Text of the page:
Although such cases arise only rarely, genetic discrimination is illegal under the law. Genetic discrimination occurs when an employer or health insurance company treats people differently because they have a gene mutation that increases their risk of an inherited disorder, such as the BRCA1 or BRCA2 mutation linked to breast cancer. The federal Genetic Information Nondiscriminatory Act (GINA) of 2008 protects people from this kind of discrimination.
Title I of the law bans health insurers from requiring or using genetic information about a person when determining their insurance eligibility or coverage.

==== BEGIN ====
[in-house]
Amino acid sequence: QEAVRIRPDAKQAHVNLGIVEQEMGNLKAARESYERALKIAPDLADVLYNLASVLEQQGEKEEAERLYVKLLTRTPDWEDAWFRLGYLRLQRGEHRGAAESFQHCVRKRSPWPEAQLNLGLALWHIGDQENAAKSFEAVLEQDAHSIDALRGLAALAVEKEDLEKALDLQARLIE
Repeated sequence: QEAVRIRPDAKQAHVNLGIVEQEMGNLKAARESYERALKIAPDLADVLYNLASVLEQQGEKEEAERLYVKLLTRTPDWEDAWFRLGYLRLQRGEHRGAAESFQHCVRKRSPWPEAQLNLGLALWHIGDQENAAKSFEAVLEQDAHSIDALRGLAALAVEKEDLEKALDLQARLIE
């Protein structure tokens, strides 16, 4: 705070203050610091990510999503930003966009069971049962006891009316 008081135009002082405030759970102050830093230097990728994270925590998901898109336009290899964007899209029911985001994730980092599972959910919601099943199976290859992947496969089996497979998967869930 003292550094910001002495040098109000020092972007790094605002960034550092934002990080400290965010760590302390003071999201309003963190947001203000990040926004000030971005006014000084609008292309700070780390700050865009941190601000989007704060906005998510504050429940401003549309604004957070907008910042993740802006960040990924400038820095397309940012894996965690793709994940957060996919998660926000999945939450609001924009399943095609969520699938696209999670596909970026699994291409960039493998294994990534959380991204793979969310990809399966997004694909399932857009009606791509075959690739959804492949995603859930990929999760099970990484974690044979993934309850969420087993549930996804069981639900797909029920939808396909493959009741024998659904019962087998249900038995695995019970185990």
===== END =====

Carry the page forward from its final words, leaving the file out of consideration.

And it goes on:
Title II makes it illegal for employers to use a person’s genetic information when making decisions about their hiring, promotion, and other terms of employment. Title II claims are reported to the Equal Employment Opportunity Commission [EEOC]. An important exception to Title II of GINA involves the U.S. Military, which is permitted to use genetic information to make employment decisions.